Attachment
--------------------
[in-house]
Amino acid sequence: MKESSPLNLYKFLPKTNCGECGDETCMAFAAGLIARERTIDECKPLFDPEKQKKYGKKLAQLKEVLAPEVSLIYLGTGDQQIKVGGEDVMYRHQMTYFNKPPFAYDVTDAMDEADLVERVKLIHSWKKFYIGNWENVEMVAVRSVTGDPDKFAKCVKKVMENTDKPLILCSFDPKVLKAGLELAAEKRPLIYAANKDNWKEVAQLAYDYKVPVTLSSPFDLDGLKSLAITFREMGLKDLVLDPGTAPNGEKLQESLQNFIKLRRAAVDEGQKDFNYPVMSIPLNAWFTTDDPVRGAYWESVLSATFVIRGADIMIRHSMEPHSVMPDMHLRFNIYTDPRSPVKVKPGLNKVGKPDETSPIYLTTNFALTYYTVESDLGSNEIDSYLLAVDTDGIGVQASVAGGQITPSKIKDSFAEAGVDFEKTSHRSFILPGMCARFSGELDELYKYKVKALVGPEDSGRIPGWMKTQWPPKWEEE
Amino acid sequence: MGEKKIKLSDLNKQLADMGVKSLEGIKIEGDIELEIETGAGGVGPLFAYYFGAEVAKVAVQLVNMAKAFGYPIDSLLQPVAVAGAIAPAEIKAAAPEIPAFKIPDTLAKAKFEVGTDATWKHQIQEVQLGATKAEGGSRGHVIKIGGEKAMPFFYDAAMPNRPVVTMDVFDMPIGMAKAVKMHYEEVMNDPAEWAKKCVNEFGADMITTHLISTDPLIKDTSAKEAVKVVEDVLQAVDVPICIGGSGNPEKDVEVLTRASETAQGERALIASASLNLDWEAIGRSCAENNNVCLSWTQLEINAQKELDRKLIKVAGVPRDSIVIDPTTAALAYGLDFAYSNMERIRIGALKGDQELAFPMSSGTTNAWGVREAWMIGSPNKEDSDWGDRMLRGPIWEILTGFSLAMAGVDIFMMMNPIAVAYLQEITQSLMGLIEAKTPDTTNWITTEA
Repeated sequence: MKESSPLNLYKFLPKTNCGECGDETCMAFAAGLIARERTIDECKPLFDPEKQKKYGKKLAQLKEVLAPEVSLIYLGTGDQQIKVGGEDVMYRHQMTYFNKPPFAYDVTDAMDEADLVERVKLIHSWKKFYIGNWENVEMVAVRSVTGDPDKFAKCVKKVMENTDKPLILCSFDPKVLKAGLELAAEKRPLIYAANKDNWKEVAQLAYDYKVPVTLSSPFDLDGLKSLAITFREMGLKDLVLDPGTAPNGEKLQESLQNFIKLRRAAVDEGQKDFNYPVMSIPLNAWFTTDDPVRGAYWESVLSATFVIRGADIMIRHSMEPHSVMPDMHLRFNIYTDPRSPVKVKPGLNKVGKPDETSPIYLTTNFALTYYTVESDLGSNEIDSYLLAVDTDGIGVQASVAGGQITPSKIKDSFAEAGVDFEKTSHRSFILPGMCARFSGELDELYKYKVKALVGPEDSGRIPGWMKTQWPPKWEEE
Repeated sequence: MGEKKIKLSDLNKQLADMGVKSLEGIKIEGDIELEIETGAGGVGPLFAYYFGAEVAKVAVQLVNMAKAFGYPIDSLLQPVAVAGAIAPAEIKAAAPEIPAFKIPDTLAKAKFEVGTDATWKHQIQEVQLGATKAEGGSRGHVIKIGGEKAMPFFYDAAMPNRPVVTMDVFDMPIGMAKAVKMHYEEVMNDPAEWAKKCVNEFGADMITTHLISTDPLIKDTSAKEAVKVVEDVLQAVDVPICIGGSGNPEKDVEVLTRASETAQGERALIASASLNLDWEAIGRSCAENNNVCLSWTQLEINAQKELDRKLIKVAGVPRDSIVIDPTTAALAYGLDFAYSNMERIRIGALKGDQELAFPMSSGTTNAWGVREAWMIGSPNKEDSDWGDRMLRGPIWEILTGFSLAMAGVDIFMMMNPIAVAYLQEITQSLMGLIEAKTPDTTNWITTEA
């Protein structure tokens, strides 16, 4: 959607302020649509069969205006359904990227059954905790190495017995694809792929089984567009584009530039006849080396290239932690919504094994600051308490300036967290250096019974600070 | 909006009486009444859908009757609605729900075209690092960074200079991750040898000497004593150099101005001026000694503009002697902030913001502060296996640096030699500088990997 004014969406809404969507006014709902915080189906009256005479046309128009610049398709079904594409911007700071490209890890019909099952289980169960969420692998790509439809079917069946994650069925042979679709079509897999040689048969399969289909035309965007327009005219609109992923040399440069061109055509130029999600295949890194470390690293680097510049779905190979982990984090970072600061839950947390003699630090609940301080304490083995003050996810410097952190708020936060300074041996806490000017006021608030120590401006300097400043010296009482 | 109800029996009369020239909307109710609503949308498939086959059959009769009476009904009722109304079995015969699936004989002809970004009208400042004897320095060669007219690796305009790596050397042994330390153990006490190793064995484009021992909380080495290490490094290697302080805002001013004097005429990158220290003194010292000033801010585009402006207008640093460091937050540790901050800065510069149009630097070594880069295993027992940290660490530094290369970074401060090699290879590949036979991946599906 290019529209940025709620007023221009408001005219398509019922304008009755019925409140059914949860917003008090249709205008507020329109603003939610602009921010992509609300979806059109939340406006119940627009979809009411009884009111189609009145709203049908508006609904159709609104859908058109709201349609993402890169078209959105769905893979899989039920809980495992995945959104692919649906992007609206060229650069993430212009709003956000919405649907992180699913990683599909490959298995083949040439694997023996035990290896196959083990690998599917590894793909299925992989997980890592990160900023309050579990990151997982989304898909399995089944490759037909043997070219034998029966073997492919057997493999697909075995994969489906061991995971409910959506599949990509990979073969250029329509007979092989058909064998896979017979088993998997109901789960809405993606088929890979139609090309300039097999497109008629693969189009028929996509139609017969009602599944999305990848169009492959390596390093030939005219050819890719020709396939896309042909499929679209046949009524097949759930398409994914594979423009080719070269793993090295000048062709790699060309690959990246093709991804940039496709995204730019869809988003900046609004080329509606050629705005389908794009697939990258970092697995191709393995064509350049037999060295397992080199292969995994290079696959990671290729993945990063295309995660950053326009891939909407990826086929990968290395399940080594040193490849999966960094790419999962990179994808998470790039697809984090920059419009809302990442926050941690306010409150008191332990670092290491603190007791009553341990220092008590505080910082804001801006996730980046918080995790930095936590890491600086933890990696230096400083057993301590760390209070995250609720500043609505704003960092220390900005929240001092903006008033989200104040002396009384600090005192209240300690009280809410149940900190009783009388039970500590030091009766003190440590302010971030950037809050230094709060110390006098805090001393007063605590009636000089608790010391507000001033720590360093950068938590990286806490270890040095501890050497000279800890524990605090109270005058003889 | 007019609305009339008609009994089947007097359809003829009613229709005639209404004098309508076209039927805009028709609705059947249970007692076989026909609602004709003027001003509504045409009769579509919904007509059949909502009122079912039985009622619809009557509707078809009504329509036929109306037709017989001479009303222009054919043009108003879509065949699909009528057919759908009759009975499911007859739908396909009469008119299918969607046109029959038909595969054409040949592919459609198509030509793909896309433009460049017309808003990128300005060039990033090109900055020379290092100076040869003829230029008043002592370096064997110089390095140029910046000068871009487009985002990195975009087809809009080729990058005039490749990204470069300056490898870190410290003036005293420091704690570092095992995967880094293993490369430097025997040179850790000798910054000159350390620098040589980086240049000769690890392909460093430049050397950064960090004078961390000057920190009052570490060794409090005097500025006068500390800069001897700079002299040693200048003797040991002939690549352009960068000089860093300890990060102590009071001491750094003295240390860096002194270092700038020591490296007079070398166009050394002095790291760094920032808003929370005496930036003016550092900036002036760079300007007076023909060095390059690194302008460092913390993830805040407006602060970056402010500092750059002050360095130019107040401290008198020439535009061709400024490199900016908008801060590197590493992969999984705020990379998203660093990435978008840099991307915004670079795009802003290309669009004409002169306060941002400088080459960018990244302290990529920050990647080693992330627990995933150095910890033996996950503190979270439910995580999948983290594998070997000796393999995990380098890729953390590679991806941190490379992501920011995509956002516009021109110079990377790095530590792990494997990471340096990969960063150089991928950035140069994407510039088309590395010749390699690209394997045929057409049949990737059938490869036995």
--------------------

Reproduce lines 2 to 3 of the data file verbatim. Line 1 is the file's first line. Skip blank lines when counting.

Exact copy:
Amino acid sequence: MKESSPLNLYKFLPKTNCGECGDETCMAFAAGLIARERTIDECKPLFDPEKQKKYGKKLAQLKEVLAPEVSLIYLGTGDQQIKVGGEDVMYRHQMTYFNKPPFAYDVTDAMDEADLVERVKLIHSWKKFYIGNWENVEMVAVRSVTGDPDKFAKCVKKVMENTDKPLILCSFDPKVLKAGLELAAEKRPLIYAANKDNWKEVAQLAYDYKVPVTLSSPFDLDGLKSLAITFREMGLKDLVLDPGTAPNGEKLQESLQNFIKLRRAAVDEGQKDFNYPVMSIPLNAWFTTDDPVRGAYWESVLSATFVIRGADIMIRHSMEPHSVMPDMHLRFNIYTDPRSPVKVKPGLNKVGKPDETSPIYLTTNFALTYYTVESDLGSNEIDSYLLAVDTDGIGVQASVAGGQITPSKIKDSFAEAGVDFEKTSHRSFILPGMCARFSGELDELYKYKVKALVGPEDSGRIPGWMKTQWPPKWEEE
Amino acid sequence: MGEKKIKLSDLNKQLADMGVKSLEGIKIEGDIELEIETGAGGVGPLFAYYFGAEVAKVAVQLVNMAKAFGYPIDSLLQPVAVAGAIAPAEIKAAAPEIPAFKIPDTLAKAKFEVGTDATWKHQIQEVQLGATKAEGGSRGHVIKIGGEKAMPFFYDAAMPNRPVVTMDVFDMPIGMAKAVKMHYEEVMNDPAEWAKKCVNEFGADMITTHLISTDPLIKDTSAKEAVKVVEDVLQAVDVPICIGGSGNPEKDVEVLTRASETAQGERALIASASLNLDWEAIGRSCAENNNVCLSWTQLEINAQKELDRKLIKVAGVPRDSIVIDPTTAALAYGLDFAYSNMERIRIGALKGDQELAFPMSSGTTNAWGVREAWMIGSPNKEDSDWGDRMLRGPIWEILTGFSLAMAGVDIFMMMNPIAVAYLQEITQSLMGLIEAKTPDTTNWITTEA